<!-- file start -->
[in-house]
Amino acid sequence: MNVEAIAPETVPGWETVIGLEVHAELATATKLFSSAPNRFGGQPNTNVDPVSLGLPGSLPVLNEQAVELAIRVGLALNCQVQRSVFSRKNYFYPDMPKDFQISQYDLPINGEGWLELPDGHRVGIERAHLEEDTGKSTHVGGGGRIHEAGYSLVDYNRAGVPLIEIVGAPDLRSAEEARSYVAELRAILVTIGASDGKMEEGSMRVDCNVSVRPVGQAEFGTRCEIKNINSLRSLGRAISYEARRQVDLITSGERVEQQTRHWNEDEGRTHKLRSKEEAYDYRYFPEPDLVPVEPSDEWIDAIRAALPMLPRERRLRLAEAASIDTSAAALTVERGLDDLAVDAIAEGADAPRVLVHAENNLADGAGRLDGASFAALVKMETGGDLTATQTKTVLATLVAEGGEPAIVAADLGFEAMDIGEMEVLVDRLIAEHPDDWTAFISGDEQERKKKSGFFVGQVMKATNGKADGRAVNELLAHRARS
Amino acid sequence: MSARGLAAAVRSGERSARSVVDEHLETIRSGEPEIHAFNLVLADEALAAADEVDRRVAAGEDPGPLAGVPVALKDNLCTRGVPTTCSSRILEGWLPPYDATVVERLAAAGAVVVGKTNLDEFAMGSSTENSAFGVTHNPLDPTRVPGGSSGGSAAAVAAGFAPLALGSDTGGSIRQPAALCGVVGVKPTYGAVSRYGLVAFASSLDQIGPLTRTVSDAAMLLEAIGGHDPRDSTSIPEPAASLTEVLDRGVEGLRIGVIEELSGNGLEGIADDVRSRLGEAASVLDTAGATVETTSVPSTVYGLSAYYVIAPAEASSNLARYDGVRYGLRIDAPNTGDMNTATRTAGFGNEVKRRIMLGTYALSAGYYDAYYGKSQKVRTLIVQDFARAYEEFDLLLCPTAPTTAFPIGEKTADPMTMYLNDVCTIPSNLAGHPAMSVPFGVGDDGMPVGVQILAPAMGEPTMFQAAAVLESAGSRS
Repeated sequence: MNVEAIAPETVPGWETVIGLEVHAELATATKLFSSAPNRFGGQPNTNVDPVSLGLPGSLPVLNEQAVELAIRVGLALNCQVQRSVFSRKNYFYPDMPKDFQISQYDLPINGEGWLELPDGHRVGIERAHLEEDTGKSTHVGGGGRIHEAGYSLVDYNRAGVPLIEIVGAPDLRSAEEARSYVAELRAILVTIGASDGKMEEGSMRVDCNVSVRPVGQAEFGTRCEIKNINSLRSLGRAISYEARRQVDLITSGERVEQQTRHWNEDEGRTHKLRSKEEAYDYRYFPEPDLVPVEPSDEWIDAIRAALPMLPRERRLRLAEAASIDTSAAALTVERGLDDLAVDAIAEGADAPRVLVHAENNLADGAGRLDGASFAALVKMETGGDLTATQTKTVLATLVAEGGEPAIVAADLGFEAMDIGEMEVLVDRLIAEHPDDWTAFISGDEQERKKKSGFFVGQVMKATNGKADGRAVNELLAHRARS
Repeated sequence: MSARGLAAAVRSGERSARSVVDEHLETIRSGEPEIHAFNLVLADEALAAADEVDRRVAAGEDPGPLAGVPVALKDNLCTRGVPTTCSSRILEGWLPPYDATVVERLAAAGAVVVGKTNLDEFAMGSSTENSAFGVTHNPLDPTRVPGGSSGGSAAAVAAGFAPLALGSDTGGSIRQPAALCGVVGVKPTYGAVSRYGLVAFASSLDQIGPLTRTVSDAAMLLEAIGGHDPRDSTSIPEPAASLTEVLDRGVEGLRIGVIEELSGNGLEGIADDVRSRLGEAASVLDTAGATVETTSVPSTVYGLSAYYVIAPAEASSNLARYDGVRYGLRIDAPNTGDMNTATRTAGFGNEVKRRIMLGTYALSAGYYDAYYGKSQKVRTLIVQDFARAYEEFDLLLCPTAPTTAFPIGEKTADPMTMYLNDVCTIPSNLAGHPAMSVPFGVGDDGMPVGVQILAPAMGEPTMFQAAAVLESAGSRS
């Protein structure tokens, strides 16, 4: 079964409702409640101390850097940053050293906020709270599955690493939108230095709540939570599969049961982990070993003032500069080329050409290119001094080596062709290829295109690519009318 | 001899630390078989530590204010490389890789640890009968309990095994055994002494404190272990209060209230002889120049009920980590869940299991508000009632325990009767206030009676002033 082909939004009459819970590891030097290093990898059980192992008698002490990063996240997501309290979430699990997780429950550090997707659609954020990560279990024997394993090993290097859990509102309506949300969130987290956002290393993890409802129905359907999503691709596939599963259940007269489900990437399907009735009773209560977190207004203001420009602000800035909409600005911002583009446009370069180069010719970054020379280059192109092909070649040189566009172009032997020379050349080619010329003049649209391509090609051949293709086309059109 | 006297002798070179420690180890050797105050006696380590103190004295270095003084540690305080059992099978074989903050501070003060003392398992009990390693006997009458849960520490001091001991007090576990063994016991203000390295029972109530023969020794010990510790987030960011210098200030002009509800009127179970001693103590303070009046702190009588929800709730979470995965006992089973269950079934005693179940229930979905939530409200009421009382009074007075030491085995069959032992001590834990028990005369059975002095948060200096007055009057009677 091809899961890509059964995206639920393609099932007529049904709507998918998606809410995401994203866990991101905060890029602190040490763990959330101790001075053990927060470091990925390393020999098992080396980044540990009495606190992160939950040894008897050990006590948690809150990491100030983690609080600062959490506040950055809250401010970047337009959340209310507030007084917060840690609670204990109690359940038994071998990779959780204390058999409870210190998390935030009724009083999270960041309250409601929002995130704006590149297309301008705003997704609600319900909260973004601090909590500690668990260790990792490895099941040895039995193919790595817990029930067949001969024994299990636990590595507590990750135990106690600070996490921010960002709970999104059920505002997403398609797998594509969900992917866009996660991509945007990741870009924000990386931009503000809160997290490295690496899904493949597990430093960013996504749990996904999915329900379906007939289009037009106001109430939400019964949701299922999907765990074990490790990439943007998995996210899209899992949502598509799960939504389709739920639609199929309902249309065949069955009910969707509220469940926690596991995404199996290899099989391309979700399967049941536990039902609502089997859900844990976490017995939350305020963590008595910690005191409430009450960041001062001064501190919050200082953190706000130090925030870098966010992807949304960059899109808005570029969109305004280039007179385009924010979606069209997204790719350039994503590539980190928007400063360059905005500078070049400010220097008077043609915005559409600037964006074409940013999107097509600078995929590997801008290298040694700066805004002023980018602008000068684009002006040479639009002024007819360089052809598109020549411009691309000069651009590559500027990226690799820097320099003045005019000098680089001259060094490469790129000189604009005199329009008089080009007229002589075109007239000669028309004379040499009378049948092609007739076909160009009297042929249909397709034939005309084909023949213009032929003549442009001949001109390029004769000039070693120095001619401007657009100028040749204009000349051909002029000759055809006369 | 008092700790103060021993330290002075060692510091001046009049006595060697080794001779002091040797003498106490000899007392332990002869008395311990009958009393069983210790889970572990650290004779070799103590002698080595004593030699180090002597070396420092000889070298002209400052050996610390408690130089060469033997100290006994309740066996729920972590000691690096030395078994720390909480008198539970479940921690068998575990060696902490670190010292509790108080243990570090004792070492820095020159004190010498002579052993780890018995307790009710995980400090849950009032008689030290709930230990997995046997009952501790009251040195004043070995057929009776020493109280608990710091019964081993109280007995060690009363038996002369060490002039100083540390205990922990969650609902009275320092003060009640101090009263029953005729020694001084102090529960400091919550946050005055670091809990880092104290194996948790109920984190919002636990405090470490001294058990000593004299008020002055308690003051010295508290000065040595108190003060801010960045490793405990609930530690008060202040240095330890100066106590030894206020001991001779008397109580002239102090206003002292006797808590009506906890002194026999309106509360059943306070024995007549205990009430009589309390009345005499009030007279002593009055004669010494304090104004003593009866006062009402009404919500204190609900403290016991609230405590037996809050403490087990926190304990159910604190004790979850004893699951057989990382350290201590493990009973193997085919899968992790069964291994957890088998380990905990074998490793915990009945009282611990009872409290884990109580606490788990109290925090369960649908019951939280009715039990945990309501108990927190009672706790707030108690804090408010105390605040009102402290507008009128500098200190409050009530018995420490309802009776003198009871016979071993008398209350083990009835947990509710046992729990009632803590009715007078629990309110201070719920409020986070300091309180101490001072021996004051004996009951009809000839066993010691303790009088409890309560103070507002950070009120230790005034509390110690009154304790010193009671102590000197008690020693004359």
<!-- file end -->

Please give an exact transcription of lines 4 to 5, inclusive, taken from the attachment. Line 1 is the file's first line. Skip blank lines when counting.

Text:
Repeated sequence: MNVEAIAPETVPGWETVIGLEVHAELATATKLFSSAPNRFGGQPNTNVDPVSLGLPGSLPVLNEQAVELAIRVGLALNCQVQRSVFSRKNYFYPDMPKDFQISQYDLPINGEGWLELPDGHRVGIERAHLEEDTGKSTHVGGGGRIHEAGYSLVDYNRAGVPLIEIVGAPDLRSAEEARSYVAELRAILVTIGASDGKMEEGSMRVDCNVSVRPVGQAEFGTRCEIKNINSLRSLGRAISYEARRQVDLITSGERVEQQTRHWNEDEGRTHKLRSKEEAYDYRYFPEPDLVPVEPSDEWIDAIRAALPMLPRERRLRLAEAASIDTSAAALTVERGLDDLAVDAIAEGADAPRVLVHAENNLADGAGRLDGASFAALVKMETGGDLTATQTKTVLATLVAEGGEPAIVAADLGFEAMDIGEMEVLVDRLIAEHPDDWTAFISGDEQERKKKSGFFVGQVMKATNGKADGRAVNELLAHRARS
Repeated sequence: MSARGLAAAVRSGERSARSVVDEHLETIRSGEPEIHAFNLVLADEALAAADEVDRRVAAGEDPGPLAGVPVALKDNLCTRGVPTTCSSRILEGWLPPYDATVVERLAAAGAVVVGKTNLDEFAMGSSTENSAFGVTHNPLDPTRVPGGSSGGSAAAVAAGFAPLALGSDTGGSIRQPAALCGVVGVKPTYGAVSRYGLVAFASSLDQIGPLTRTVSDAAMLLEAIGGHDPRDSTSIPEPAASLTEVLDRGVEGLRIGVIEELSGNGLEGIADDVRSRLGEAASVLDTAGATVETTSVPSTVYGLSAYYVIAPAEASSNLARYDGVRYGLRIDAPNTGDMNTATRTAGFGNEVKRRIMLGTYALSAGYYDAYYGKSQKVRTLIVQDFARAYEEFDLLLCPTAPTTAFPIGEKTADPMTMYLNDVCTIPSNLAGHPAMSVPFGVGDDGMPVGVQILAPAMGEPTMFQAAAVLESAGSRS